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Comment Re:The skill they need to teach in IT school... (Score 4, Interesting) 332

Fifteen years ago, I was offered a job at Yahoo, in California, making close to four times my then-current salary in Mexico City. About US$70K a year. That money, even today, is a shitload of money for me.
Of course, I declined. I declined even being unaware of the ridiculously high costs of living in the San Francisco Bay area — I declined because I didn't want to stop living at a city I love, close to my family and life-long friends. But yes, digging a bit deeper into what US$70K a year would be for a living there... I never looked back.
Currently, I have been employed for 11 years at the same place. The peso has slided against the dollar, so I still make slightly over US$20K a year. I live a very nice life in a house very well located. I don't have much savings, but then again, I did have something to fall on when my kids were born. Have never had a loan. My wife does not currently work, but we estimate she can go back to doing so in 2-3 years, and then we will get some savings again.
What would there be in there for me going for a life at a country that will always see me as a foreigner? Not much, I guess.

Comment CompSci in the classroom (Score 4, Insightful) 68

When people argue that we have to teach computer science to kids, it's Papert's approach we should be following. It's worth nothing to teach in cool new technologies, as grade school is not meant for work enablement. We don't need kids learning the concept of the fad-languge-of-the-week. We need kids to start learning algorithmic thinking, to understand how to translate a tangible problem into a computer program, and see a mathematically-described result. Many of us got that as kids, and I'm sure that's what sparked so many of the bright minds that pushed the free software movement from a pipe dream into a thriving reality. Programming can be fun. Programming teaches us new ways to think. It's not about marketability of our kids in 5, 10, 15 years - It's about teaching them tools to think, to create.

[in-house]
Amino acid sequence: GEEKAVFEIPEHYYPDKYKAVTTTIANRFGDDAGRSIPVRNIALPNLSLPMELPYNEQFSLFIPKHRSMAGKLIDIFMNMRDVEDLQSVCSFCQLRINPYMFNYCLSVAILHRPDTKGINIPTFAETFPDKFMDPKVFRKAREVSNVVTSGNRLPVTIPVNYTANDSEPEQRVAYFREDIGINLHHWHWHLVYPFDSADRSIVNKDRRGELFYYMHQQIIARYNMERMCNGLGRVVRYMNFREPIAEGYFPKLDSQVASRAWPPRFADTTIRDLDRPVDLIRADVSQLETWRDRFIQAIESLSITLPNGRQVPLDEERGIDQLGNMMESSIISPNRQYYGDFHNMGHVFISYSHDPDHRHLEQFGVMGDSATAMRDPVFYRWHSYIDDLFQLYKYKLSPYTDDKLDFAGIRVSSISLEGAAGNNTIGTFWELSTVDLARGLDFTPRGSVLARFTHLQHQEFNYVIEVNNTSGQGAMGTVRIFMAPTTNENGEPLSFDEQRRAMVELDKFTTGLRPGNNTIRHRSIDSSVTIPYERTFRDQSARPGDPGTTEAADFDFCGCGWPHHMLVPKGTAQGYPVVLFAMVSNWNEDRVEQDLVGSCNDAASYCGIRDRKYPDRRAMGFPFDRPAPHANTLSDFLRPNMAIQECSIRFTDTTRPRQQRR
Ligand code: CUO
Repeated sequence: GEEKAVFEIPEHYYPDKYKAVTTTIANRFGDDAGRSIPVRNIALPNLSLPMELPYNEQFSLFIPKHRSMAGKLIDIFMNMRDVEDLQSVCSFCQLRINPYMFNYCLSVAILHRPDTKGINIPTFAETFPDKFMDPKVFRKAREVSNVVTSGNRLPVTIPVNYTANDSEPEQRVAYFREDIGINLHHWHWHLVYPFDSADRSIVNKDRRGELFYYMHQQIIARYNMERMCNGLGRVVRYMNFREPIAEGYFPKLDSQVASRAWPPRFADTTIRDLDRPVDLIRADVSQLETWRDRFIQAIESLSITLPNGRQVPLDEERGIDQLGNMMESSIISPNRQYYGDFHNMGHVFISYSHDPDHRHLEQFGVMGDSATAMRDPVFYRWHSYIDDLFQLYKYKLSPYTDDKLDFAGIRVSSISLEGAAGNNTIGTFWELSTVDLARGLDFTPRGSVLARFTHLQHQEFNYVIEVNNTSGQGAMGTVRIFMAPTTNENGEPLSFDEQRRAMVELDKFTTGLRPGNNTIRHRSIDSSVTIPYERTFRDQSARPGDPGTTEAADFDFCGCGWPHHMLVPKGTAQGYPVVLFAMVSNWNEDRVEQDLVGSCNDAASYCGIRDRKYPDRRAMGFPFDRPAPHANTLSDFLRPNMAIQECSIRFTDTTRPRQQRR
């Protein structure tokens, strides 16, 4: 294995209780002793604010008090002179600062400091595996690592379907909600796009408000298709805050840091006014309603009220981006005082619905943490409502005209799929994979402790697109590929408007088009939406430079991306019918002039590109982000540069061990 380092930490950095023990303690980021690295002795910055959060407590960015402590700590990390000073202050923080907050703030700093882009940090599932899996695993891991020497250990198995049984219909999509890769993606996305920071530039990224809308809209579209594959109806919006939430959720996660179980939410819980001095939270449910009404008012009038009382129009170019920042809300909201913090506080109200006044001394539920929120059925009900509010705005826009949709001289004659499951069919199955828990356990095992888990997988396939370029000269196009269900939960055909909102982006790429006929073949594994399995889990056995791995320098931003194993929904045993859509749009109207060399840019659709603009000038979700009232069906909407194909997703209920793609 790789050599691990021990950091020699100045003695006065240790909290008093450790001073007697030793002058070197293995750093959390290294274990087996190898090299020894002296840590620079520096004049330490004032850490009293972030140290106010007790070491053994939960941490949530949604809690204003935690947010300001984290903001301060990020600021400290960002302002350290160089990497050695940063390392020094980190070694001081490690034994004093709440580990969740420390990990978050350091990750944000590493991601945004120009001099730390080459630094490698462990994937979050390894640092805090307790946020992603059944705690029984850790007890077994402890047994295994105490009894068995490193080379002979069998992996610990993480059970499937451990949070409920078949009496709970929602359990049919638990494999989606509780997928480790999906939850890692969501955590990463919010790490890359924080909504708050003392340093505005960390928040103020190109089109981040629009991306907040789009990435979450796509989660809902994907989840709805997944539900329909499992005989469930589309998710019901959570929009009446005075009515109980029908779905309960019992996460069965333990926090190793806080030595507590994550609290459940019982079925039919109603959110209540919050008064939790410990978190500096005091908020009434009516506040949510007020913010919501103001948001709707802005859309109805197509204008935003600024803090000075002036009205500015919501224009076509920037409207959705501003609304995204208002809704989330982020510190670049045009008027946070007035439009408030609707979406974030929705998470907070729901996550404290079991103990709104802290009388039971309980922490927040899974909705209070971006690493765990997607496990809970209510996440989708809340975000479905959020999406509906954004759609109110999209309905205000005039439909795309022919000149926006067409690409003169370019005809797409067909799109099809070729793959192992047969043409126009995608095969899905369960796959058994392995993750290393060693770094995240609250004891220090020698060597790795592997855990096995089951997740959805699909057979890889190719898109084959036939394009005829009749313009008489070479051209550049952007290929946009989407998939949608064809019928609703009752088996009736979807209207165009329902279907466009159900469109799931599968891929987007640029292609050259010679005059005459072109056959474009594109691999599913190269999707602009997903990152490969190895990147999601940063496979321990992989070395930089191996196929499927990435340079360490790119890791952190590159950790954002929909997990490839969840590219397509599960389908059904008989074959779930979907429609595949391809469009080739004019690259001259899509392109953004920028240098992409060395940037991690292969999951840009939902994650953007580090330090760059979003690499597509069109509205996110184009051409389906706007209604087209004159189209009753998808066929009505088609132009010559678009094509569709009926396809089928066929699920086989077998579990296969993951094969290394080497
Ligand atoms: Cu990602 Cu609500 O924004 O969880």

Thanks for all of your great work, Dr. Papert.

Submission + - Seymour Papert, creator of the Logo language, died aged 88

gwolf writes: The great educator, creator of the Logo programming language, and the enabler for computer education in the 1980s has passed away. Listing his contributions is impossible in an article summary, but the ACM has published a short in-memoriam note for him.
Papert is, without exaggeration, one of the people I owe my career and life choices to.

Comment Re:Nexus Devices (Score 1) 340

I have owned at least three different cheap Android phones (one with Android 2.2, one 4.1 and one 4.4) from three different cheap brands (ZTE, BLÜ and VeryKool), and they all offered a FM radio application. The second one had quite bad reception, but worked. They all used the same application (with the same silly "five favorite stations only" cap).
I don't know if Android does not offer a standard API for FM radio, but it does offer a standard app at least — which, I guess, is left out or disabled by those that want /not/ to offer it.

Comment Color me surprised... (Score 1) 340

I believe that all of the (not so many) cell phones I have bought since my first one, around 2003, have had FM radio capabilities. And it's always been one of the features I have most used. Except for the Nokia N95 I bought in 2008, my phones have always been at the cheap end of the category — I currently have a "Verykool" (yes, that's the brand) that costed under US$80, bought it because it's a dual-SIM, unlocked, decently-recent-Android, decent-camera phone.